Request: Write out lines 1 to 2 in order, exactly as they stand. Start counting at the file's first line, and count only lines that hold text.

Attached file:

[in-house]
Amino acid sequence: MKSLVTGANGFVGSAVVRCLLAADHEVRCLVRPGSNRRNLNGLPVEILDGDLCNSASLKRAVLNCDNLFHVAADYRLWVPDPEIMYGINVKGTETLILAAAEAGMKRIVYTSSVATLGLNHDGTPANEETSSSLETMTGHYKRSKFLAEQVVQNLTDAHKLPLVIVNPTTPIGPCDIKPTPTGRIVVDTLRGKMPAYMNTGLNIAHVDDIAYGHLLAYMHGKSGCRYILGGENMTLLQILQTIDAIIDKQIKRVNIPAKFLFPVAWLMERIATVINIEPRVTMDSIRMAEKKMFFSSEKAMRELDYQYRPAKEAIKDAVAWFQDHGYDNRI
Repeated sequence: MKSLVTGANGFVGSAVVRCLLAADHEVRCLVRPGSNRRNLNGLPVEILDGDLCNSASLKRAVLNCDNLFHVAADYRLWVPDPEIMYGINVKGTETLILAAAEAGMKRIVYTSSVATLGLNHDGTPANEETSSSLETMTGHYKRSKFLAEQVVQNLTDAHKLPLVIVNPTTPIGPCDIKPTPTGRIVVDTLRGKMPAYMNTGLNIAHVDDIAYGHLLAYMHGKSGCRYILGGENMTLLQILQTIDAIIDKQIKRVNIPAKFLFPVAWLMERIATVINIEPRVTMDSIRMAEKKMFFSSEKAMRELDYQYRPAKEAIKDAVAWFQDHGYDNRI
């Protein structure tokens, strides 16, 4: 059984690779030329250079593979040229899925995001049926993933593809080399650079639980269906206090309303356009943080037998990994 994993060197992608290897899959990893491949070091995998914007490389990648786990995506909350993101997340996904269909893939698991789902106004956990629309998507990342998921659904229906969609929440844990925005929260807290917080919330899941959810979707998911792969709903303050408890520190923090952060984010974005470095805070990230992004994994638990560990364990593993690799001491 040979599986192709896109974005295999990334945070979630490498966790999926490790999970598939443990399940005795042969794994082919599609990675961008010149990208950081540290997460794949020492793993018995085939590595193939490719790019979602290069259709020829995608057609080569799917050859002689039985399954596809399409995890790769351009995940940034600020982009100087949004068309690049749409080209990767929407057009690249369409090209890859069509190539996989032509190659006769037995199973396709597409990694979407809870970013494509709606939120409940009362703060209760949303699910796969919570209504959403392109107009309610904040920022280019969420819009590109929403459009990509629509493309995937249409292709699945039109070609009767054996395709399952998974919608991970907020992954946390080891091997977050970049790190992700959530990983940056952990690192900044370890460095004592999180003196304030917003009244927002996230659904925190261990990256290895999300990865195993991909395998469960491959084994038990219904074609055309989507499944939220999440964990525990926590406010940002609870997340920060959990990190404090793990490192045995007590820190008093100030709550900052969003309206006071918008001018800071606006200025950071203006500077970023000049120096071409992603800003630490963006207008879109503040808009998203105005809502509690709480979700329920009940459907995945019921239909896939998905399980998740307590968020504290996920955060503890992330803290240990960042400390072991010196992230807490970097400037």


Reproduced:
[in-house]
Amino acid sequence: MKSLVTGANGFVGSAVVRCLLAADHEVRCLVRPGSNRRNLNGLPVEILDGDLCNSASLKRAVLNCDNLFHVAADYRLWVPDPEIMYGINVKGTETLILAAAEAGMKRIVYTSSVATLGLNHDGTPANEETSSSLETMTGHYKRSKFLAEQVVQNLTDAHKLPLVIVNPTTPIGPCDIKPTPTGRIVVDTLRGKMPAYMNTGLNIAHVDDIAYGHLLAYMHGKSGCRYILGGENMTLLQILQTIDAIIDKQIKRVNIPAKFLFPVAWLMERIATVINIEPRVTMDSIRMAEKKMFFSSEKAMRELDYQYRPAKEAIKDAVAWFQDHGYDNRI